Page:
A Wigan man died on Christmas Eve after taking a cocktail of drugs including alcohol, diazepam, heroin and cocaine, an inquest heard.
Mark Anthony Cunliffe was 41 years old when he died at the home of his ex-partner in Scholes, having taken each drug in amounts which would have been safe on their own, but which “worked collectively” to stop him breathing.
Tragically, his mother Susan had last seen him two days before he died and had told him “not to do anything stupid”.
Heartbreakingly, she was informed of her son’s death while on a cruise.
Known to his family and friends as ‘Cunny’, he was a father of three children, Keiron, Charlie and Jamie, and had most recently worked as a fairground operator.
At Bolton Coroner’s Court, a verdict of drug-related death through combined drug toxicity, was recorded.
But confusion reigned over the circumstances leading up to his death, with Coroner Alan Walsh hearing conflicting evidence from the two people present at the scene - Mr Cunliffe’s ex-partner Deborah Leyland and a friend, Anthony Connor, who was unable to attend the inquest due to currently serving a prison sentence.
Ms Leyland said that Mr Cunliffe and Connor had been out during the day, and returned to the flat separately, in a 10-minute window beginning around 6.30pm.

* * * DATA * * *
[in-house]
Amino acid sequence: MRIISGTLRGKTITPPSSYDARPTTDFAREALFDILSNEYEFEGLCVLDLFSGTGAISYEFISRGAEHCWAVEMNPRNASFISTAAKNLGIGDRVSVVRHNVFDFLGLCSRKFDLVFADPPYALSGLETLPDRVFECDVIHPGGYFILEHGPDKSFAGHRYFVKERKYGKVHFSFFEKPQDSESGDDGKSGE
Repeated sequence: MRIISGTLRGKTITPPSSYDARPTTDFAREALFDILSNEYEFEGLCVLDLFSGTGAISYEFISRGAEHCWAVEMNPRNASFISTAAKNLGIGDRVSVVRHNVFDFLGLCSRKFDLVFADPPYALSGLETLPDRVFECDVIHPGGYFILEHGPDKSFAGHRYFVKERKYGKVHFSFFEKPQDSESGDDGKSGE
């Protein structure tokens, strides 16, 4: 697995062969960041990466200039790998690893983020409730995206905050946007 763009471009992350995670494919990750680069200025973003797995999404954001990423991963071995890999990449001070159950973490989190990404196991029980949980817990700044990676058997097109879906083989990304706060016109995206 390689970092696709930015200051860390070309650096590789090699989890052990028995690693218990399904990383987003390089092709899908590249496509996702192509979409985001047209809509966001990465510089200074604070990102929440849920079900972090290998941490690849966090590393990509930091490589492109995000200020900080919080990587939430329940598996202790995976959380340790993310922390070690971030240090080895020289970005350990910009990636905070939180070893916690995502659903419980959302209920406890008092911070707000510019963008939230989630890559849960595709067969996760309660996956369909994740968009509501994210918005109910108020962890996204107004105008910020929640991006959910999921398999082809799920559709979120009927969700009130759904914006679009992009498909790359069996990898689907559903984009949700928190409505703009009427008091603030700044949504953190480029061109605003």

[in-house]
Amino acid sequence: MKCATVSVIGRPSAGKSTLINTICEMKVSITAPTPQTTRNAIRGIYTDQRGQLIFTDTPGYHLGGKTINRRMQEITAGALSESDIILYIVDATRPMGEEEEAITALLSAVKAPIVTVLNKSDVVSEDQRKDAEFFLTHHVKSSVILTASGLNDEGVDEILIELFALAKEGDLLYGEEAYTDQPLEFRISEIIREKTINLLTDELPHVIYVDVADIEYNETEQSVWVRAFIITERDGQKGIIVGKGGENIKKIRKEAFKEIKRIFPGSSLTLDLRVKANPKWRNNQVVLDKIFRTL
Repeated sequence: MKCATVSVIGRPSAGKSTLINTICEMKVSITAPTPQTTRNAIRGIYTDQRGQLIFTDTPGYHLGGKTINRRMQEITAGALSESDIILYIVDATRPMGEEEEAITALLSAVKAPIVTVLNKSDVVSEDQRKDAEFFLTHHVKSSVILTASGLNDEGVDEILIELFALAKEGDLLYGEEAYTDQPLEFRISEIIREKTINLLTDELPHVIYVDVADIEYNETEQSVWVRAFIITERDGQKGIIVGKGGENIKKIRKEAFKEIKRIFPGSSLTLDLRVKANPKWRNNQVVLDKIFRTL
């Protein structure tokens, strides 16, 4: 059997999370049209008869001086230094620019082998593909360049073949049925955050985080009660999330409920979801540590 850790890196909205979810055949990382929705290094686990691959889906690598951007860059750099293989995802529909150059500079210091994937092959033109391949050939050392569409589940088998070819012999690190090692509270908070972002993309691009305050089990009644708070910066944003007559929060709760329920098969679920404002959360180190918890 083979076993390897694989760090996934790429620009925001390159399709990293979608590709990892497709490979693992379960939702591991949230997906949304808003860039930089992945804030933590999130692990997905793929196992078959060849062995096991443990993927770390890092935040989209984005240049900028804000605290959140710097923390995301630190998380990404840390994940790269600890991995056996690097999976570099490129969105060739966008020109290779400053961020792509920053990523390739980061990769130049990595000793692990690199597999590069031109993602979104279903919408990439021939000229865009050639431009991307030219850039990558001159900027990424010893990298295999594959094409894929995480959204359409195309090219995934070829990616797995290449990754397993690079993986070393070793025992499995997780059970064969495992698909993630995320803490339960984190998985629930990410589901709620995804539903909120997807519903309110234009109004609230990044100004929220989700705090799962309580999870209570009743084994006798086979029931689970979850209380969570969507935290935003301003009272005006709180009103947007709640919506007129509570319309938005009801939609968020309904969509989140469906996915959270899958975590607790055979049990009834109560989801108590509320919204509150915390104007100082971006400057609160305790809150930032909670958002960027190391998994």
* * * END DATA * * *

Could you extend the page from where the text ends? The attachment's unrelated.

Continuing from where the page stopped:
It was a short while later, after both went into the kitchen to take drugs, that Mr Cunliffe returned to the living room and collapsed.
She began performing CPR and called an ambulance. She claimed to have later found two syringes in the kitchen containing a dark brown substance.
But Mr Walsh questioned her timeline, particularly given that an ambulance was not called until 8.30pm - almost two hours after Ms Leyland claims Mr Cunliffe returned to the property.
And a statement from Connor also gave a version of events which the coroner described as “totally contrary” to Ms Leyland’s, but which “matched more with the police findings”.
Connor claimed he and Mr Cunliffe had injected heroin together in Scholes precinct, and that he had to help Mr Cunliffe up the stairs to the flat after he began feeling unwell. He claimed to have left Mr Cunliffe on the sofa for a while, believing him to be asleep.
Mr Walsh went on to criticise GMP’s investigation into the death, calling a Detective Inspector’s report “poor” as it did not include key things which had been said during the inquest, and there was no mention of the premises being searched for drugs paraphernalia.
“We haven’t had a full investigation and we don’t have all the evidence. I find this wholly unacceptable,” Mr Walsh said.
He went on: “I don’t believe we’ll ever get the truth of what happened in those last 24 hours.”
Concluding, Mr Walsh told the family: “I am very sorry for Mark’s death. I think he was trapped in a lifestyle that was dependant on his associates. For him to have died at 41 is beyond my imagination. I am sorry for the way in which you had to find out he had died.”